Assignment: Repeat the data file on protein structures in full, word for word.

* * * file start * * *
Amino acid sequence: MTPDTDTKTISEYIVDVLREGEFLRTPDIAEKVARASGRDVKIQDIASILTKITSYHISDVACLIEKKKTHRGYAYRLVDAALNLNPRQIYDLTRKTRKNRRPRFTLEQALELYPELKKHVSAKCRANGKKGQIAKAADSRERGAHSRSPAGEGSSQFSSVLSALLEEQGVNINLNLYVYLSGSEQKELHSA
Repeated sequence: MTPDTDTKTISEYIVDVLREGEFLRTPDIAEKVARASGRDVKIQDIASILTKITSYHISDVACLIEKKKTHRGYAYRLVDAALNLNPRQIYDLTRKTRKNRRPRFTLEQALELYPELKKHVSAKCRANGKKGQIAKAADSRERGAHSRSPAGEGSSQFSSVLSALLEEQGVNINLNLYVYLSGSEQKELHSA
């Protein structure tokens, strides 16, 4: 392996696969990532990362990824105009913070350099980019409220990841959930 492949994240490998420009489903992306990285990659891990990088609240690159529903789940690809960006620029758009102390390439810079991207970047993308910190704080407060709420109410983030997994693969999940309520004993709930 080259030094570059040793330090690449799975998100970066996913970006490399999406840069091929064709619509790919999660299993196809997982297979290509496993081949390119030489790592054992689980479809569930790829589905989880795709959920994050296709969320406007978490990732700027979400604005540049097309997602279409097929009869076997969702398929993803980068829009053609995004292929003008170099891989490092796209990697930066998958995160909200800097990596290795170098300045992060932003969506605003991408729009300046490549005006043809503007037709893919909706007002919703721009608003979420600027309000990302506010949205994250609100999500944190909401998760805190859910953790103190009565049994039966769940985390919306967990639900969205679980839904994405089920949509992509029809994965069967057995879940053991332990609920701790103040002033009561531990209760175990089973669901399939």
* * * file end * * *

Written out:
Amino acid sequence: MTPDTDTKTISEYIVDVLREGEFLRTPDIAEKVARASGRDVKIQDIASILTKITSYHISDVACLIEKKKTHRGYAYRLVDAALNLNPRQIYDLTRKTRKNRRPRFTLEQALELYPELKKHVSAKCRANGKKGQIAKAADSRERGAHSRSPAGEGSSQFSSVLSALLEEQGVNINLNLYVYLSGSEQKELHSA
Repeated sequence: MTPDTDTKTISEYIVDVLREGEFLRTPDIAEKVARASGRDVKIQDIASILTKITSYHISDVACLIEKKKTHRGYAYRLVDAALNLNPRQIYDLTRKTRKNRRPRFTLEQALELYPELKKHVSAKCRANGKKGQIAKAADSRERGAHSRSPAGEGSSQFSSVLSALLEEQGVNINLNLYVYLSGSEQKELHSA
């Protein structure tokens, strides 16, 4: 392996696969990532990362990824105009913070350099980019409220990841959930 492949994240490998420009489903992306990285990659891990990088609240690159529903789940690809960006620029758009102390390439810079991207970047993308910190704080407060709420109410983030997994693969999940309520004993709930 080259030094570059040793330090690449799975998100970066996913970006490399999406840069091929064709619509790919999660299993196809997982297979290509496993081949390119030489790592054992689980479809569930790829589905989880795709959920994050296709969320406007978490990732700027979400604005540049097309997602279409097929009869076997969702398929993803980068829009053609995004292929003008170099891989490092796209990697930066998958995160909200800097990596290795170098300045992060932003969506605003991408729009300046490549005006043809503007037709893919909706007002919703721009608003979420600027309000990302506010949205994250609100999500944190909401998760805190859910953790103190009565049994039966769940985390919306967990639900969205679980839904994405089920949509992509029809994965069967057995879940053991332990609920701790103040002033009561531990209760175990089973669901399939």